This move followed a submission from BARP which noted that the yearly cost was a challenge for seniors on a fixed pension.
      Age barrier
      In a release, BARP president Marilyn Rice-Bowen said: “We were delighted that the Government had taken up on our proposal to remove the age discrimination barrier for seniors and varying the age for which a medical certificate is required from 70 years to 75 years old.
      “BARP noted with interest that the
      Road Traffic Act was amended in December 2022 to accommodate licences for those persons age 18 or older to drive heavy goods vehicles and motor tractors. Whereas we support that move in the interest of progress, we are still awaiting accommodation for seniors as promised by the then minister.”
      She also raised another concern of the group.
      “The association is equally concerned and draws attention to the well-being of seniors on our nation’s roads, specifically the proliferation of ‘daylight’ headlights, which is causing significant discomfort and danger to seniors on our roads. The use of these excessively bright headlights hinders visibility and makes it difficult for seniors to navigate oncoming traffic,” Rice-Bowen said.
      She appealed to motorists to dim their lights at night and for the “authorities to take appropriate action and regulate the use of these bright lights”.
      “These changes will enable seniors to maintain their independence and continue to be active members of society.
      These are highpriority issues for our membership, and we therefore appeal to the authorities to take the necessary action.” (PR)

      Source: Nation

  19. Pacha…..dont know what to tell them, they can rush around trying to clean up THEIR MESS with more long talk and falsehoods…but the decades worth of widespread damage is already WELL DONE…all their own doing. Much evidence abounds.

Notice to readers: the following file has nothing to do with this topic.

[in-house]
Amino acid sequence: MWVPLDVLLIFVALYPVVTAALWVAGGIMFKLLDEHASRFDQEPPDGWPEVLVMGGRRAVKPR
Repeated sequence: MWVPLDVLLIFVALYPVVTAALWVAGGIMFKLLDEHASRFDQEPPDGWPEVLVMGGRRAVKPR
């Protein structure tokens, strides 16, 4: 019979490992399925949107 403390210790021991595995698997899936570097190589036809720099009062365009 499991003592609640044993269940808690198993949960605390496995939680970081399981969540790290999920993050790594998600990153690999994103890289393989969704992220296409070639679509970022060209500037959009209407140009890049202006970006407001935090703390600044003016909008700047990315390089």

We can only witness and record.

  20. The issue of the elderly driving is a complicated one.
    I can understand the thinking behind the laws, but the questions must be asked “Is there any science behind these laws? Are these laws the product of the perception and prejudices of others”.

    Without any basis in science and without statistical evidence, then these laws may very well be discriminatory. Some may argue that they are the product of common sense, but human history is full of common sense positions that have been found to be wrong as these positions have often deprived people of their rights.

    GoRoB needs to be sensitive with positions it takes on the elderly, poor, children and the weak. On this matter, driver license and the elderly, GoRoB should have a second thought. Don’t be weighed and found wanting.

    • @TheO

      You think the government will change a law like this before consulting with insurance companies? The government does not have to manage the business of insurance. One has to believe a change to the law must necessitate dialogue with the insurance companies and their actuaries.

  21. Waru
    There is a presumption which is oft seen being inacted.

    The assumption that there is some right to exist. For there has never been and shall never be.

    The histories of civilizations, cultures, peoples and nations have repeatedly proved this. Afrikan people performed a monumental task in avoiding the extinction imposed by hundreds of years of war by Europeans with all the concomitant events. And yet we continue to deity the ancestors of these same people, as lived reality.

    So no amount of grabbing the petticoat of empire will save us even as the “Collective West” , as it is come to be known, is itself fighting a losing battle for its own survival. Some however would require to see giant mushrooms clouds as proof positive.

    Did we not notice the haste in which it left Afghanistan? Almost overnight, did not inform their local sellouts, did not turn off the lights, etc. But yet idiots continue to talk their language – foolishness about democracy and capitalism when the deceit of both is clear.

  22. We definitely need a brave new world Pacha…a shift from what currently obtains, the direct opposite in varying degrees, so we all can survive….there is no saving face here, it’s our responsibility.

  23. What will more likely happen, those who created those words will introduce new words sometime in the future, and the sheep will all go Baaaaaa, chew their cuds and regurgitate something new as they are prone to do and pretend they are experts…not an original thought or idea in their heads, always gotta wait for someone else’s…

    It’s very clear they have no clue where the present words came from.

  24. Some old folks should not drive and some young folks should be banned from driving forever!!